ILLUMINIGHTS: Winter Series – Fluid Light
ILLUMINIGHTS: A Winter Series of Outdoor Art Illuminations
Presented by Critical Mass
Curated by Artengine
ILLUMINIGHTS is a winter series of Outdoor Art Illuminations that will be displayed in 3 locations in downtown Port Hope for 3 nights, during the Candlelight Festival.
Friday, Nov 25th
Friday, Dec 2nd
Friday, Dec 16th
Times: 6:00 p.m – 8:00 p.m.
Port Hope Public Library
(Mary J Benson branch)
31 Queen St
The Little Station
1 Elias St
(on Lent Lane)
Port Hope Knights of Columbus Hall 15 Elias St
(parking lot behind Memorial Park)
PLUS! 2 Bonus Illuminights events
Sat, Dec 10 – Free Workshop
Sat, Dec 31 – NYE Celebration
For more information, please contact:
Debbie Beattie (she/her)
Critical Mass Art
Artengine Curators: Remco Volmer & Ryan Stec
Twitter & IG: @artengine
A winter series of Outdoor Art Illuminations will be displayed in 3 locations in downtown Port Hope for 3 nights, during the Candlelight Festival. Critical Mass collaborated with Ottawa-based new media specialists and artist-run centre, Artengine, to curate this pilot projection art series.
The works presented – Fluid Light – aim to offer a reflection on the fluid relationship between ourselves, change, and the technology we live with. The hope is that these artworks will help illuminate the winter nights of Port Hope, offering a playful and unique perspective on who we are when we live with so much technology.
Dates: Friday, Nov 25th, Friday, Dec 2nd, and Friday, Dec 16th
Times: 6:00 p.m – 8:00 p.m.
Featured artists include:
Baron Lanteigne, Laura Taler, and Mercedes Ventura
Illumination Site Locations include: Port Hope Public Library (Mary J Benson branch), The Little Station and Port Hope Knights of Columbus Hall.
This project is funded by the Government of Canada through the Federal Economic Development Agency for Southern Ontario.
Curated by Artengine
Our technology saturated world is always in motion. It seems like none of us can stay still. We pull at technology and it pulls at us. But we are always in motion, always changing. Some changes are faster than others, like changes in our profile pic or our clothes; some are slower, like learning to ride a bike or getting old, but we are, nonetheless, always transforming…always becoming something else. The works presented here on the streets of Port Hope offer a playful reflection on the fluid relationship between ourselves, change and the technology we live with.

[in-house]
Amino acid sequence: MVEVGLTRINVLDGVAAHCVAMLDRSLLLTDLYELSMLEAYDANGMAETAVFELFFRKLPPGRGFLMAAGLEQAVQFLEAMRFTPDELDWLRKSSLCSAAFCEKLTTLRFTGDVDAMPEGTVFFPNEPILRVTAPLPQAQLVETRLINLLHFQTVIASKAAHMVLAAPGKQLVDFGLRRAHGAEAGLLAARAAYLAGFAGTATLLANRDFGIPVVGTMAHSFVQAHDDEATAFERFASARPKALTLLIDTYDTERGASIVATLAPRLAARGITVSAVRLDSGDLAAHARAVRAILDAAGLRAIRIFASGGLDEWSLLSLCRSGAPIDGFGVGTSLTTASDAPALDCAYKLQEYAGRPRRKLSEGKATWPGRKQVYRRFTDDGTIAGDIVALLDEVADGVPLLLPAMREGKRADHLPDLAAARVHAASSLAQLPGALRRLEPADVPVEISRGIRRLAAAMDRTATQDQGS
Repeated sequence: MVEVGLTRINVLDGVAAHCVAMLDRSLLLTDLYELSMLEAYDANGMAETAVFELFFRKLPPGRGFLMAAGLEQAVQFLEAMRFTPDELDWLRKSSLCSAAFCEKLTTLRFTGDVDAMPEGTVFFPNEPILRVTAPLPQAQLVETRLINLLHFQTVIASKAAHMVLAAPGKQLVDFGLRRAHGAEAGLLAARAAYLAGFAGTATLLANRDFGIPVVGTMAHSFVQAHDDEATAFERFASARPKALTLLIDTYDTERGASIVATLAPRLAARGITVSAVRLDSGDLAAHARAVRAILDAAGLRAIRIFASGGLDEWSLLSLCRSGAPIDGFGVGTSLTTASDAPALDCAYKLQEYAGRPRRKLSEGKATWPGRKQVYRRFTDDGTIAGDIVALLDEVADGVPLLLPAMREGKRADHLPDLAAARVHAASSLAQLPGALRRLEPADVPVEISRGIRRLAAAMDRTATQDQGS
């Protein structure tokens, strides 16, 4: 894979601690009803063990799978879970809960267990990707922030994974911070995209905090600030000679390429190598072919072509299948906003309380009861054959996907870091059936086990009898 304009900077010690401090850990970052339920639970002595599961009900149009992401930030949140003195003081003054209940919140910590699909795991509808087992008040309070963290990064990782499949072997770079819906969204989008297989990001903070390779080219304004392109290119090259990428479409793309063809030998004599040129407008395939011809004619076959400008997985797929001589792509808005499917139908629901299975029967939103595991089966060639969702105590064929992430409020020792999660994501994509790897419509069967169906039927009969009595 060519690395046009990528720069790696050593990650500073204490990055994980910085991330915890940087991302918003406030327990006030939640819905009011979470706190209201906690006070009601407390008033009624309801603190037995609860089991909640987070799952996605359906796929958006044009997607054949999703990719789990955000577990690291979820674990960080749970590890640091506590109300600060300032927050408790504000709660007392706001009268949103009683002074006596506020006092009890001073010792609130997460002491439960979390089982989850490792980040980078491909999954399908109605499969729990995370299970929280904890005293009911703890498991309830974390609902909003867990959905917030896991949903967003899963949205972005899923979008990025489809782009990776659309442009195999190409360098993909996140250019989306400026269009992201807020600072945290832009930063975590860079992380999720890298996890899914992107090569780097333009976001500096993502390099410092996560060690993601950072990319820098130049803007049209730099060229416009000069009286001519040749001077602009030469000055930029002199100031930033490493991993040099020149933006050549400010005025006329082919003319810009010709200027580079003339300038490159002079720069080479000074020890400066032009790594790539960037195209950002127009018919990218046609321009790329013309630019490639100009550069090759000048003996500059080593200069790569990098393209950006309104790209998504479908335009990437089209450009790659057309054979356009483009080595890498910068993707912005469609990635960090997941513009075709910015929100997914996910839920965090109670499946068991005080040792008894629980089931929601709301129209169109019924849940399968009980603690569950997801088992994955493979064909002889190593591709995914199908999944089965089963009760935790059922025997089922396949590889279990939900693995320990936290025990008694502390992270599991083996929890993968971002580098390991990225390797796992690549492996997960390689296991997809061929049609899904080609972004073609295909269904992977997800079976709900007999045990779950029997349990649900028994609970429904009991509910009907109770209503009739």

Johann Baron Lanteigne is interested in how our gestures, and even our sense of self, stretch into the screen. We seem to be always tangling and untangling ourselves from its luminescent embrace, and these videos play around with the boundaries between where we end and the technology begins. He moves us back and forth over this fascinating border between us and our screens.
Mercedes Ventura is also thinking about this relationship to the screen, but she raises questions of identity and representation. Her work explores the opportunities that arise for us to recreate ourselves on the screens around us. Each time we make and remake ourselves for the screen, how do we keep track of what is true and what is an act? Does this matter?
Laura Taler shows us a different understanding of fluidity and the self. Like Ventura, Taler also presents her body on the screen but she seeks to calm the frenetic pace of change. Taler shares a meditative image, inviting you to be present in your body. While at first glance it feels like an analogue opposite to the colorful and energetic works of Ventura and Baron Lanteigne, Taler uses technology to play with time, fragmenting moments and her body. She seems to be asking, or perhaps offering, a way to bend time and slow us down into the here and now.
We hope these artworks help illuminate the winter nights of Port Hope, offering a playful and unique perspective on who we are when we live with so much technology.